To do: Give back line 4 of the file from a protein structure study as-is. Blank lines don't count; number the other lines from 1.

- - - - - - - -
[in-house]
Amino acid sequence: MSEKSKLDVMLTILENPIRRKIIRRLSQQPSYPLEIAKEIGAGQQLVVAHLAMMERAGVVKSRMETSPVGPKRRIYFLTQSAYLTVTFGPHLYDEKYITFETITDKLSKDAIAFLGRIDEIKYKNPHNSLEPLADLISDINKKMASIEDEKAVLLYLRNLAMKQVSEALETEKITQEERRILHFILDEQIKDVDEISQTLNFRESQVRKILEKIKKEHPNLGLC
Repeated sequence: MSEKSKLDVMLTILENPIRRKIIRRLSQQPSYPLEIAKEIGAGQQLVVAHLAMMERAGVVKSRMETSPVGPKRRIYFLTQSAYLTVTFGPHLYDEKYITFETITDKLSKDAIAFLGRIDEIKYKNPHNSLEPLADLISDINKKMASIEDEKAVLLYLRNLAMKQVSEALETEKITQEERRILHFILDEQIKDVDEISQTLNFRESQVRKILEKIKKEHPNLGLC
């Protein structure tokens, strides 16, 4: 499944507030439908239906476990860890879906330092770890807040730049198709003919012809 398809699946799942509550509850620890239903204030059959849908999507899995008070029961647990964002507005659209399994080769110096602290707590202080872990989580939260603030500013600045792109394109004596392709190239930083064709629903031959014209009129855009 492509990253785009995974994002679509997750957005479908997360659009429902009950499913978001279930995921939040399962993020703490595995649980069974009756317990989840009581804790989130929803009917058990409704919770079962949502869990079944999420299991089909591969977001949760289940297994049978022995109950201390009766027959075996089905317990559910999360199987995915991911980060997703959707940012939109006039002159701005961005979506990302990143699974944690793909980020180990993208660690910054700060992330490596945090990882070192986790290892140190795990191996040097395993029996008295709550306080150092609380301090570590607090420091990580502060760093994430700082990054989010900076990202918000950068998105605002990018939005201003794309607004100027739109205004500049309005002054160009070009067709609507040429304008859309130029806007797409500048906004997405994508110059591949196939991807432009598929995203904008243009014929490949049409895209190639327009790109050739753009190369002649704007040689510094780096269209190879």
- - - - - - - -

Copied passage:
């Protein structure tokens, strides 16, 4: 499944507030439908239906476990860890879906330092770890807040730049198709003919012809 398809699946799942509550509850620890239903204030059959849908999507899995008070029961647990964002507005659209399994080769110096602290707590202080872990989580939260603030500013600045792109394109004596392709190239930083064709629903031959014209009129855009 492509990253785009995974994002679509997750957005479908997360659009429902009950499913978001279930995921939040399962993020703490595995649980069974009756317990989840009581804790989130929803009917058990409704919770079962949502869990079944999420299991089909591969977001949760289940297994049978022995109950201390009766027959075996089905317990559910999360199987995915991911980060997703959707940012939109006039002159701005961005979506990302990143699974944690793909980020180990993208660690910054700060992330490596945090990882070192986790290892140190795990191996040097395993029996008295709550306080150092609380301090570590607090420091990580502060760093994430700082990054989010900076990202918000950068998105605002990018939005201003794309607004100027739109205004500049309005002054160009070009067709609507040429304008859309130029806007797409500048906004997405994508110059591949196939991807432009598929995203904008243009014929490949049409895209190639327009790109050739753009190369002649704007040689510094780096269209190879």